3-D printed drug 2050 [1c] / F.O.D extending scenario design

Did you think the world would reach to the stage where drugs are printed at home utilising 3D printing technologies? 

TO GO WITH AFP STORY BY MARJORIE BOYET A close up taken on March 12, 2014 at the University Hospital in Dijon, eastern France, shows a 3D printer used for the reproduction of the skull of a patient. Dijon's pioneer surgery service uses a 3D printer to prepare tailored facial implants with greater precision, and to reduce operation lenght. AFP PHOTO / JEAN-PHILIPPE KSIAZEK (Photo credit should read JEAN-PHILIPPE KSIAZEK/AFP/Getty Images)
(Photo credit should read JEAN-PHILIPPE KSIAZEK/AFP/Getty Images)

Well it is 2050 which means everything is accessible in the comfort of ones home. Patients are able to download their own recipes for drugs and print them at home. By the year of 2050 people will no longer be purchasing drugs but will all have a personalised 3D drug printer at home that allows them to have access when in need. The Australian Government provides each family or an individual with a 3D drug printer at first so it is fair and equal among all citizens without being disadvantaged through financial means.

Our Lab A group Future of Design [F.O.D] came up with a prototype called the Health Pack (HP) where the Health Capsule (HP) that contains nutrients and several other qualities that prevent one extreme health issues travels down the belly button through the bio tube which is then sent through the intestines. The Health capsules are created through a layering process using a 3D printer and it dissolves within seconds when taken with liquid. Thus, this is more of a personalised medication for the individual where the patient is treated based on their genetic make up.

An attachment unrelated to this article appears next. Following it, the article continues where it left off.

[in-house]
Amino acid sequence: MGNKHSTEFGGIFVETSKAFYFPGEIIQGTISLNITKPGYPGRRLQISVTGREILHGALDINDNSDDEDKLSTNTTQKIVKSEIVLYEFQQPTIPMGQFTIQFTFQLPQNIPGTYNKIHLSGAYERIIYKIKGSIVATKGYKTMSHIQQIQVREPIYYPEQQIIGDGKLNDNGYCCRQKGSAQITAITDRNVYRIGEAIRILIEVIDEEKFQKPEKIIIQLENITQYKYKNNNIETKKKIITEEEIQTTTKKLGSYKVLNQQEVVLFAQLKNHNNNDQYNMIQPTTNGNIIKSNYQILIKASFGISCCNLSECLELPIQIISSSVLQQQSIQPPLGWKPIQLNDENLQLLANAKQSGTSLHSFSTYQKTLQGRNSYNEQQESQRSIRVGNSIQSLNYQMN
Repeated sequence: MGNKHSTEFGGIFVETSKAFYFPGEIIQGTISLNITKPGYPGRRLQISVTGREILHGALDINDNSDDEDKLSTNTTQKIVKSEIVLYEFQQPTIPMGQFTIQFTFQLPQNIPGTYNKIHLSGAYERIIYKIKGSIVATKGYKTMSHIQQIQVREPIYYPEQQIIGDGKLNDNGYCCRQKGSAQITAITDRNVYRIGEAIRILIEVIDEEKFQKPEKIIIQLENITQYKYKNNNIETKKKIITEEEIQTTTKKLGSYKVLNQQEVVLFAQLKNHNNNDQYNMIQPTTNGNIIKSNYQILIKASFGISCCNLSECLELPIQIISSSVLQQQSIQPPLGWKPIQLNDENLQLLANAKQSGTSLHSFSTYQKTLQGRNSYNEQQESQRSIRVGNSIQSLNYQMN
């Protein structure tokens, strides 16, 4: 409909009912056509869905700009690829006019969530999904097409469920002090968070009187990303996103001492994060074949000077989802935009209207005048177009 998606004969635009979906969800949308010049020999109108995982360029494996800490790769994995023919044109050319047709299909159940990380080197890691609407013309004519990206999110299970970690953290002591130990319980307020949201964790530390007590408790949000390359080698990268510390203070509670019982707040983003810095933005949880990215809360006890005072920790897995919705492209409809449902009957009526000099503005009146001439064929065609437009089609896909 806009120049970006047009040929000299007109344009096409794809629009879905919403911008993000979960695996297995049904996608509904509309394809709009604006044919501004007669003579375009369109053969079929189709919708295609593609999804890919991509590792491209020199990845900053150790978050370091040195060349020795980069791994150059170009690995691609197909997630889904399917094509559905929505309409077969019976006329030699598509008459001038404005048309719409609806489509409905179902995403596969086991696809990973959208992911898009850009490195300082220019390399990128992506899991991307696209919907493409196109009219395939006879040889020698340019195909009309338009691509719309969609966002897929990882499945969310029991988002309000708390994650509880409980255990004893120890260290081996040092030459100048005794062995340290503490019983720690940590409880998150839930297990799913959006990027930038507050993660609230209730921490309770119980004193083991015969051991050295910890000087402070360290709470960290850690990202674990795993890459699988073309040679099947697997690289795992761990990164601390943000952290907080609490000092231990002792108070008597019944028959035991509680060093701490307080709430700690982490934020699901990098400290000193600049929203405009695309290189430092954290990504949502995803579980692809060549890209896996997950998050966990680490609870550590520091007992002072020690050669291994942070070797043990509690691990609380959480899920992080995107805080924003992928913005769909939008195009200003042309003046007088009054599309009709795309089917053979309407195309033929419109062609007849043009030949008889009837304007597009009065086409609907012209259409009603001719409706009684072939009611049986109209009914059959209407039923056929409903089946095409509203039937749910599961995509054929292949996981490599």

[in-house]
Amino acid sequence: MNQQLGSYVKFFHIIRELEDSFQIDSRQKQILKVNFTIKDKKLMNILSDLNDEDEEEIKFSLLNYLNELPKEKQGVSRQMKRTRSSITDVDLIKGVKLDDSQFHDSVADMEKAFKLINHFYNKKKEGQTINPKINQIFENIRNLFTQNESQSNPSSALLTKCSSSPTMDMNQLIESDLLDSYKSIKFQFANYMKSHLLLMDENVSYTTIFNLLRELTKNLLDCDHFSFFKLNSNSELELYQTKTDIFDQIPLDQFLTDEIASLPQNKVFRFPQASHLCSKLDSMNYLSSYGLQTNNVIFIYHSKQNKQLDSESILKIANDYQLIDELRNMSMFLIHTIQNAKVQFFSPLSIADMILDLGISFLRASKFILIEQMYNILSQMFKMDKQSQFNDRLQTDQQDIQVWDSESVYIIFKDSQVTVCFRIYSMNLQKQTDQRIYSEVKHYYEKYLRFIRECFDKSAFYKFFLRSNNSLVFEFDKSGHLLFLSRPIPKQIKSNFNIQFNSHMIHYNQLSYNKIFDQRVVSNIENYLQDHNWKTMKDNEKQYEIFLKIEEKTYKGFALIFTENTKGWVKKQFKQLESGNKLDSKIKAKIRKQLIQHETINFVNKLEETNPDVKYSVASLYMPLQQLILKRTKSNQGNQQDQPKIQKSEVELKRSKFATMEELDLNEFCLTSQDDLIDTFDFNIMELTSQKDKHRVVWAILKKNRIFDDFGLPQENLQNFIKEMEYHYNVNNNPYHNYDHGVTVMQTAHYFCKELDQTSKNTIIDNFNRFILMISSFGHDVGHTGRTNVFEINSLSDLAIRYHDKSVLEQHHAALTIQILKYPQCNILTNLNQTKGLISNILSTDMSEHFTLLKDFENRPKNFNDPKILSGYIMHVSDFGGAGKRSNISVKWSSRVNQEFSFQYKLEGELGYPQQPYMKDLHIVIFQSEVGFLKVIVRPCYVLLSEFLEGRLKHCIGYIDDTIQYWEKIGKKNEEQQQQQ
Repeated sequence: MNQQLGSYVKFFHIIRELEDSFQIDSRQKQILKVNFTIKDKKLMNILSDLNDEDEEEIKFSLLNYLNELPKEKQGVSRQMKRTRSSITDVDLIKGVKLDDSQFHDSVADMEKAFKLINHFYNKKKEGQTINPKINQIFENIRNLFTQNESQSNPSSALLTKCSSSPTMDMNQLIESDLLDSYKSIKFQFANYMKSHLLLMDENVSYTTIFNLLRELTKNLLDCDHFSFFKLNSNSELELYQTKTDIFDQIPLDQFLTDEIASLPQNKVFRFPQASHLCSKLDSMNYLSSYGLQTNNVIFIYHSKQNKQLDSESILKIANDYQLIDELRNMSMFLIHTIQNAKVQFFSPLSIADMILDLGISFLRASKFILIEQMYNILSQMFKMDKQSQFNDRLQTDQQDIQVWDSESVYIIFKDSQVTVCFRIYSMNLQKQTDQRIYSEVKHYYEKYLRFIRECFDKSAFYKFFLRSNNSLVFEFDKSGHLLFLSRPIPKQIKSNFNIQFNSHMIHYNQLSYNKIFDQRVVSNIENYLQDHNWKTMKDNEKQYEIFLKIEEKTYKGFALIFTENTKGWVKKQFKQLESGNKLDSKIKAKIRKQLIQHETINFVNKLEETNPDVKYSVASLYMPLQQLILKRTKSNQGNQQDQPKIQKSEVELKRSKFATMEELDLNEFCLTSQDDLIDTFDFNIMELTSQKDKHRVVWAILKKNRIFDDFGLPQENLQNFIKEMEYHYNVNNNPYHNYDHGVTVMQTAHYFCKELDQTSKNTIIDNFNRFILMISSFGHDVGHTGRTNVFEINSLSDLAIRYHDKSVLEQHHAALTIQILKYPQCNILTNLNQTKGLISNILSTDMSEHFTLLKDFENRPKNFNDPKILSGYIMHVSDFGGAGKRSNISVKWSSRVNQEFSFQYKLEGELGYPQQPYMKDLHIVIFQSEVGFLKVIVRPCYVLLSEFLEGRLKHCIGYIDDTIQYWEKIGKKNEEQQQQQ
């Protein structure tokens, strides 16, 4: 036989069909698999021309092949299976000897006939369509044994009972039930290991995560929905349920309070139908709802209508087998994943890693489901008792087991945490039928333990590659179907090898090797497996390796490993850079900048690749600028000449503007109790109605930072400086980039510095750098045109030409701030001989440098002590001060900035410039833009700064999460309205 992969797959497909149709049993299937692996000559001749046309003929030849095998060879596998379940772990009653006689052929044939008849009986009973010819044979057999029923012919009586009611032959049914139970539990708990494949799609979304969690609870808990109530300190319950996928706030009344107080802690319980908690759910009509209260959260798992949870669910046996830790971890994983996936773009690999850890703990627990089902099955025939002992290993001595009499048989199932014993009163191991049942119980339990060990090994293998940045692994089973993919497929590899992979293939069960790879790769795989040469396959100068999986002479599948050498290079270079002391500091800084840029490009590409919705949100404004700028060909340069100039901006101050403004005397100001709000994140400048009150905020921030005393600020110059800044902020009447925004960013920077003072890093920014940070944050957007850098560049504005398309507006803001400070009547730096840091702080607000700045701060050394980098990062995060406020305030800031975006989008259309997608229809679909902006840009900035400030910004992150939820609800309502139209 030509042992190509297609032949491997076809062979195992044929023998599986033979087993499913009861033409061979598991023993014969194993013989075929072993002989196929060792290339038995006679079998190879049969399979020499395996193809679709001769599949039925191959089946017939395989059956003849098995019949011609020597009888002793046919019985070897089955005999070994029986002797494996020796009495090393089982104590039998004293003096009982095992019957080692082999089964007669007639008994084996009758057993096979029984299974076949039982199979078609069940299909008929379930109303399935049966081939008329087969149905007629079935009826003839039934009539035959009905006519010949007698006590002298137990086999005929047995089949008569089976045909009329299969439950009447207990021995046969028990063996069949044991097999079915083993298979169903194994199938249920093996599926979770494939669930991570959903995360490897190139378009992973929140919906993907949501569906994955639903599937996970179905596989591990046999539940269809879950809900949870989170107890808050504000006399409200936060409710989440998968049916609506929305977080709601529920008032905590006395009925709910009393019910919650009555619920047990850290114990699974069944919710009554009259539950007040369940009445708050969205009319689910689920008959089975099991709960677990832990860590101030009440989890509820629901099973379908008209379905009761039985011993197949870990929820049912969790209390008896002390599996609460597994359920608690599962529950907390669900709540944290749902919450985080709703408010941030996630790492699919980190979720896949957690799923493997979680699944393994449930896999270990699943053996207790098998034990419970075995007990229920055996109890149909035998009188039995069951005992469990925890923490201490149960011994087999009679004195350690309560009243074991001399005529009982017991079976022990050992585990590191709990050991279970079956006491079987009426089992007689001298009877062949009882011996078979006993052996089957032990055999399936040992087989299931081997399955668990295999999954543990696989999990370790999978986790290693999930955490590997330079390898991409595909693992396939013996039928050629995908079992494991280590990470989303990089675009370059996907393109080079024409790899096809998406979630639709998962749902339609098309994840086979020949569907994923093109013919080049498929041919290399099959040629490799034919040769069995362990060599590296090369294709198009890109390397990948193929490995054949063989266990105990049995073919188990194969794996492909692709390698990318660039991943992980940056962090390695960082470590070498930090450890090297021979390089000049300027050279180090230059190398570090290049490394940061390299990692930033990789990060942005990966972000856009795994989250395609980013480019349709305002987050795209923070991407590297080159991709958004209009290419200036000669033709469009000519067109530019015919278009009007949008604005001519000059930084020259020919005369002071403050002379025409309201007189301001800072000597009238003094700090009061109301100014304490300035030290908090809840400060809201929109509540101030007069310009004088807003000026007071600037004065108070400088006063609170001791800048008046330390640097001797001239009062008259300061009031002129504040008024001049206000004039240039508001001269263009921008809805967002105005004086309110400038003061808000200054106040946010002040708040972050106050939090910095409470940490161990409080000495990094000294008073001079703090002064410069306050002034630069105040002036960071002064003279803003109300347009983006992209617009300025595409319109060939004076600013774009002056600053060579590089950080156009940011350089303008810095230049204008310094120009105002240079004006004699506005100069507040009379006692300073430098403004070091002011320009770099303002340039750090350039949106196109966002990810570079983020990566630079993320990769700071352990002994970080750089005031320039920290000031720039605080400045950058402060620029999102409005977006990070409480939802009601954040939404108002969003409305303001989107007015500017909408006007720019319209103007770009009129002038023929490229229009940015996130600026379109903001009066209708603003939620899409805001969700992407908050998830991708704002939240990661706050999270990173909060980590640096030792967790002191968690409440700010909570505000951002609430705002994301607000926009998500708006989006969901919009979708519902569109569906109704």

The HC is made by 3-D printing layers of the powdered drug, binding the layers of powder together with crystallised metallic balls into a capsule. This in fact is an unique structure that allows it to be dissolved faster. This may be another means of curing disease effectively, however the doctor patient contact is severely impacted upon the creation of this new prototype.


Federal agencies and various companies (run by the government) create innovative prototypes in order to protect and promote public health through the regulation and supervision of advanced medical devices. These prototypes are promoted through surveillance activities and issuance of enforcement letters to the pharmaceutical manufacturers.

It has become a must for all Australian citizens living in 2050 to access this Health Pack (HP)  in order to prevent suffering from severe health problems and due to forceful mother nature.

Throughout the process of creating this prototype there were various obstacles we have went through and we undertook several methods to solve the issue before getting to the final stage. Because we were not medical experts it was quite of a challenge for us to fully comprehend the function of the prototype. We had students from other disciplines such as product design which helped us in terms of visualising the prototype. So extensive research was the only method for us to achieve a successful prototype.

In reference to my grandmother who is a fashion designer in Korea explained to me once that it was often ‘tough’ to achieve success when there were limited access to resources and people to assist throughout the duration of the collection. It was quite true as our group at some stage struggled to interpret the functions of the prototype as it was medical related. However we strived to achieve the best prototype we could and designed it at the base of our understanding through extensive research.

Reference List:

Guta, Michael. ‘Could 3D Printers Manufacture The Drugs Of The Future?’. Small Business Trends. N.p., 2015. Web. 28 Oct. 2015.



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